First World War sub found after 93 years
SLEEK, silent and submerged, it was Winston Churchill's secret weapon against the Kaiser's navy. The British naval submarine HMS E18 was the scourge of the Baltic during the First World War until it went missing, presumed sunk. Yet now, more than 90 years later the wreck has been found off the coast of Estonia.
The submarine was one of a handful dispatched by Churchill, then First Lord of the Admiralty, to disrupt German deliveries of iron ore from Sweden and to provide support to the Russian navy.
Yet HMS E18 with its complement of three officers and 28 ratings went out on patrol in May 1916 and was never seen again.
Now the submarine's wreck has been found by a Swedish survey vessel, the MV Triad, with the assistance of the great-grandson of one of the sub's former crew.
The survey vessel deployed a remote-operated vehicle and obtained the first pictures showing the 181ft-long submarine in remarkably good condition. The Baltic water is cold, brackish and anoxic, which means wrecks suffer less rust and degradation than in other seas.
Darren Brown, an airline engineer from Melbourne, has spent years researching the submarine's history as his great-grandfather, Signalman Albert Robinson survived the loss of E18 because he fell ill with appendicitis shortly before its last patrol and was confined to his bed.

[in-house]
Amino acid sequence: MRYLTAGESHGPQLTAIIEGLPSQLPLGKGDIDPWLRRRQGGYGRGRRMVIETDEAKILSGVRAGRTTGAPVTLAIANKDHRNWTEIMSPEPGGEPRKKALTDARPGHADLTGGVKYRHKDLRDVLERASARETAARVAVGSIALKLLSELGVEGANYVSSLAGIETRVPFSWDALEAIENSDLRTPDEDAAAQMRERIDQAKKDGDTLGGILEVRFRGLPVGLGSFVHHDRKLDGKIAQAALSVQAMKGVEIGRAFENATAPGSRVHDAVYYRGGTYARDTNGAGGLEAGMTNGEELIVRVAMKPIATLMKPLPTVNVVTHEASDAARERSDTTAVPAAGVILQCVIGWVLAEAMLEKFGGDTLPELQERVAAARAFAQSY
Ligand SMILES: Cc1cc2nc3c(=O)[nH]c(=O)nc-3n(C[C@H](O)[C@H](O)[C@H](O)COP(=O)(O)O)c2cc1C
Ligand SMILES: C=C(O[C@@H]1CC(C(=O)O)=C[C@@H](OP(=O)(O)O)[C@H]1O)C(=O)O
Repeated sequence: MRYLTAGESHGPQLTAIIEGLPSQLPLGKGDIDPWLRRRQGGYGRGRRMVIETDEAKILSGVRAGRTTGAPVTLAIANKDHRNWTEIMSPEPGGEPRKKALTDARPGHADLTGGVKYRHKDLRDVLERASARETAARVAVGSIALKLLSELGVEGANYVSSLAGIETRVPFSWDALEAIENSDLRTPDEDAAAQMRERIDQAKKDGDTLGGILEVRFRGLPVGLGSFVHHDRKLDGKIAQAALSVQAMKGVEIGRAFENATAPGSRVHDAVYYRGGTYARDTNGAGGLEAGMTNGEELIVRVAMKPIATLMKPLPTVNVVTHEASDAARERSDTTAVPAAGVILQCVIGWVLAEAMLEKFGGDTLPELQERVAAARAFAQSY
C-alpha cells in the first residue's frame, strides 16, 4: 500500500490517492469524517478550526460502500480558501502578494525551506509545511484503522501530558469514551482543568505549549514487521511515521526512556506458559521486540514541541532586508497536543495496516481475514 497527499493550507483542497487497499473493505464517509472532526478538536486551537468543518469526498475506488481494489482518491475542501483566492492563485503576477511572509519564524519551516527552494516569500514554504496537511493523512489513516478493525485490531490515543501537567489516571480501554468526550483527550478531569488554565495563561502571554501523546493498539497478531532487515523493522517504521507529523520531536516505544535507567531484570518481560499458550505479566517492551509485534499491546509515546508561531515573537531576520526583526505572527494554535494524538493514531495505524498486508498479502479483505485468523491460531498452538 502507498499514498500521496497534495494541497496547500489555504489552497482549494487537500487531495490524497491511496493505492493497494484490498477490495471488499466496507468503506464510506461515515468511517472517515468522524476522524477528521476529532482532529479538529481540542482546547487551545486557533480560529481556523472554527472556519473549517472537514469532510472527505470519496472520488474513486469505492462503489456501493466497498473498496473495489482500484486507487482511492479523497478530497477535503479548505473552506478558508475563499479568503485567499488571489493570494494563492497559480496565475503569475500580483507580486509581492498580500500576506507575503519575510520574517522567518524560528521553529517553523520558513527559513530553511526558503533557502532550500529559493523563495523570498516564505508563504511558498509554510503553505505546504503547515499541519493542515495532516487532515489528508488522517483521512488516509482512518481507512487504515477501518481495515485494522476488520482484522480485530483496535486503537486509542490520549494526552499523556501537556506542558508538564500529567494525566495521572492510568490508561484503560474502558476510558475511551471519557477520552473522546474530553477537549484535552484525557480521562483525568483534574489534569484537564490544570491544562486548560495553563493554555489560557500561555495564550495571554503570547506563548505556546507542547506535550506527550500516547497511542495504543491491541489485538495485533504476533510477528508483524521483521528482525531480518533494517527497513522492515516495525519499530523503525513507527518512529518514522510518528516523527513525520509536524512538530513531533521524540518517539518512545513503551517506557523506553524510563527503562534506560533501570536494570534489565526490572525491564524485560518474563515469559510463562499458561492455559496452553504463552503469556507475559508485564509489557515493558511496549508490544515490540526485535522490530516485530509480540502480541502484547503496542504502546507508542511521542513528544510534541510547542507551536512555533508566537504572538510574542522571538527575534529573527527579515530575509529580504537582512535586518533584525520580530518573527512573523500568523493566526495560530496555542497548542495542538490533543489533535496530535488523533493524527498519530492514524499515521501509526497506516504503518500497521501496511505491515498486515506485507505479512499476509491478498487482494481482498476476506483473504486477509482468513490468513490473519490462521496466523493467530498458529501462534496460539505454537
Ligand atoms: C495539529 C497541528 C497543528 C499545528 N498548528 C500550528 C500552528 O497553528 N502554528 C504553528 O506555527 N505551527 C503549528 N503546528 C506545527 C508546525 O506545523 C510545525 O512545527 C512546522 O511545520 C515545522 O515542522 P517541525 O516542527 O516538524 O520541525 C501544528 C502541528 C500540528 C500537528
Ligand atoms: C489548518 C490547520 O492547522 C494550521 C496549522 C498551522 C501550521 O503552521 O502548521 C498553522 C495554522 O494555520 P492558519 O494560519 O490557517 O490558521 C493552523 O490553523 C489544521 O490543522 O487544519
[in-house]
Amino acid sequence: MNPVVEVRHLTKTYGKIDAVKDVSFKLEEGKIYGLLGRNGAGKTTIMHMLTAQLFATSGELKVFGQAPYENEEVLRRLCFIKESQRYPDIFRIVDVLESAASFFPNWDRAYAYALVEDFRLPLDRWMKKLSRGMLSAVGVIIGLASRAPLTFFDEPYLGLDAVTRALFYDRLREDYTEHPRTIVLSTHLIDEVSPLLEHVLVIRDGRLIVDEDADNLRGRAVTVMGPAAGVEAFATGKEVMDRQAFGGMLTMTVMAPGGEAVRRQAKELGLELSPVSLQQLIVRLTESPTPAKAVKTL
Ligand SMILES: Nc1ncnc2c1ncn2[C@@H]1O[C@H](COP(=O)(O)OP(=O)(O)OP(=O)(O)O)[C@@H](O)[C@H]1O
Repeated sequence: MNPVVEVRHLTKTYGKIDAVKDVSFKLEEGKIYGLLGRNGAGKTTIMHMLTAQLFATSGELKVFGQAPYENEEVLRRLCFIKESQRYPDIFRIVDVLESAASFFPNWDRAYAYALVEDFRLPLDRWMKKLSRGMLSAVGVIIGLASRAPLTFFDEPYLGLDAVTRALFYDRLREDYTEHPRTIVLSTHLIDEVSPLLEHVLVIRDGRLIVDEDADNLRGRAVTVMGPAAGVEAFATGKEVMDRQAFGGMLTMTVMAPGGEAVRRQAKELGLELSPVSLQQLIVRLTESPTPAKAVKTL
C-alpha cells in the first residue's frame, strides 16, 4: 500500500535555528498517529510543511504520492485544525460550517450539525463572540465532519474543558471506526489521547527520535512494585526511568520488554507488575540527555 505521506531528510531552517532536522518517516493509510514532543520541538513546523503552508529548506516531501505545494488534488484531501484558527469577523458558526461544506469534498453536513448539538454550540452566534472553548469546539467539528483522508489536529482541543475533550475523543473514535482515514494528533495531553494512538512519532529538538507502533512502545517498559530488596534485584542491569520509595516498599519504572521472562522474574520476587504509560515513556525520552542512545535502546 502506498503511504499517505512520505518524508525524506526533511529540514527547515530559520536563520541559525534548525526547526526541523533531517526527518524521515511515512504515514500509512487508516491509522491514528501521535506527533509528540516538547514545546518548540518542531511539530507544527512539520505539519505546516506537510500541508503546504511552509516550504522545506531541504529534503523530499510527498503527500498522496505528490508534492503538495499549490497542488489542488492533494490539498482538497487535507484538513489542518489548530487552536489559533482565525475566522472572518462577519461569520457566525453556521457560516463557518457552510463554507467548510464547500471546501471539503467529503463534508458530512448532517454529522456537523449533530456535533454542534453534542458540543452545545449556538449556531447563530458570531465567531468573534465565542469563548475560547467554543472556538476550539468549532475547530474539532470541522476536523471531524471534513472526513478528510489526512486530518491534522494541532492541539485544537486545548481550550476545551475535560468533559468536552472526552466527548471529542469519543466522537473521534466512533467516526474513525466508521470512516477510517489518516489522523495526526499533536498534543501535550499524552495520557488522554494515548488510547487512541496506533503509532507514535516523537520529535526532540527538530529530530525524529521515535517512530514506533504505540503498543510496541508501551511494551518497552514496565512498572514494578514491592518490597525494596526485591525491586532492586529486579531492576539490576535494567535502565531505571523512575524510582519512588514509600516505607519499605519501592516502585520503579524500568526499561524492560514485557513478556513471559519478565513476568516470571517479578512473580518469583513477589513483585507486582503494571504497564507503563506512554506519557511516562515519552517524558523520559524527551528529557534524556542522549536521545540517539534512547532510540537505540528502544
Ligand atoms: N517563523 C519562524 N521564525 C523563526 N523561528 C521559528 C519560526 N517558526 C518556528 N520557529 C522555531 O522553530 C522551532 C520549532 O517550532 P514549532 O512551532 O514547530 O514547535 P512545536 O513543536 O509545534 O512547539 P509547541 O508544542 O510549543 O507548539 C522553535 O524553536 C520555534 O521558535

The owner of the survey company, Carl Douglas, said the discovery was the fruition of almost a decade of work. "We will now complete our mission to document this wreck and inform the relevant authorities," he said. "We want to investigate the exact cause of the sinking – and to honour the fallen by telling their story."
E18 left its base in the Russian port of Reval – now Tallinn, the capital of Estonia – on the evening of 25 May, 1916 and headed west. The following day she was reported to have engaged and torpedoed a German ship. A few days later, possibly 2 June, she is believed to have struck a German mine and sunk with all hands.
Following the submarine's loss, Tsar Nicholas of Russia awarded posthumous medals to the crew. Luke Landale, the First Lieutenant, was awarded the Order of St Vladimir. He was just 27 years old.
The submarine was found last weekend close to the Estonian island of Hiiumaa. Photographs from the seabed show the submarine with its hatch open, suggesting that it was sailing on the surface when it hit the mine.
David Hill, an expert in E-class submarines, said: "Without a shadow of doubt they do show an E-class and certain details indicate that it is probably E18."
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